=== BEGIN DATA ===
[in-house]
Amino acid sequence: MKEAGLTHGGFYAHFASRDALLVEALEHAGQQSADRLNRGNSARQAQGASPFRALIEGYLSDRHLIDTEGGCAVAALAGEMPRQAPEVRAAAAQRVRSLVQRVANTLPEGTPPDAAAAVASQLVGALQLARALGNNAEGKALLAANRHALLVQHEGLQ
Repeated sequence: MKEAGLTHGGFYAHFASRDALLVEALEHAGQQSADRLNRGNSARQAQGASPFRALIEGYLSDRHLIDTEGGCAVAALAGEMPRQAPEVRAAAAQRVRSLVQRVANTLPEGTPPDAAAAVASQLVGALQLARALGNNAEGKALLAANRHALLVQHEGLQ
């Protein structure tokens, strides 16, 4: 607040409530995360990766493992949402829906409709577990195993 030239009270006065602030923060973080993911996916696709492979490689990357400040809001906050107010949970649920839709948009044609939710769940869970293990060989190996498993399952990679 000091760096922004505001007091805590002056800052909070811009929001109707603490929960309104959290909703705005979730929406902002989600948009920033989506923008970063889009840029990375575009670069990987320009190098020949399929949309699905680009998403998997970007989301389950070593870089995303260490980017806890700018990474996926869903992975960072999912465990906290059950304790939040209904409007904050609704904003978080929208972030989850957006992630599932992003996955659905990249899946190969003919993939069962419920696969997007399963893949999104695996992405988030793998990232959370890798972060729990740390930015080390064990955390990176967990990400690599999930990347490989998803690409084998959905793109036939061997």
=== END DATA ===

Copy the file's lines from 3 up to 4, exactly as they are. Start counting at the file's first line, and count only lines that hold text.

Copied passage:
Repeated sequence: MKEAGLTHGGFYAHFASRDALLVEALEHAGQQSADRLNRGNSARQAQGASPFRALIEGYLSDRHLIDTEGGCAVAALAGEMPRQAPEVRAAAAQRVRSLVQRVANTLPEGTPPDAAAAVASQLVGALQLARALGNNAEGKALLAANRHALLVQHEGLQ
């Protein structure tokens, strides 16, 4: 607040409530995360990766493992949402829906409709577990195993 030239009270006065602030923060973080993911996916696709492979490689990357400040809001906050107010949970649920839709948009044609939710769940869970293990060989190996498993399952990679 000091760096922004505001007091805590002056800052909070811009929001109707603490929960309104959290909703705005979730929406902002989600948009920033989506923008970063889009840029990375575009670069990987320009190098020949399929949309699905680009998403998997970007989301389950070593870089995303260490980017806890700018990474996926869903992975960072999912465990906290059950304790939040209904409007904050609704904003978080929208972030989850957006992630599932992003996955659905990249899946190969003919993939069962419920696969997007399963893949999104695996992405988030793998990232959370890798972060729990740390930015080390064990955390990176967990990400690599999930990347490989998803690409084998959905793109036939061997």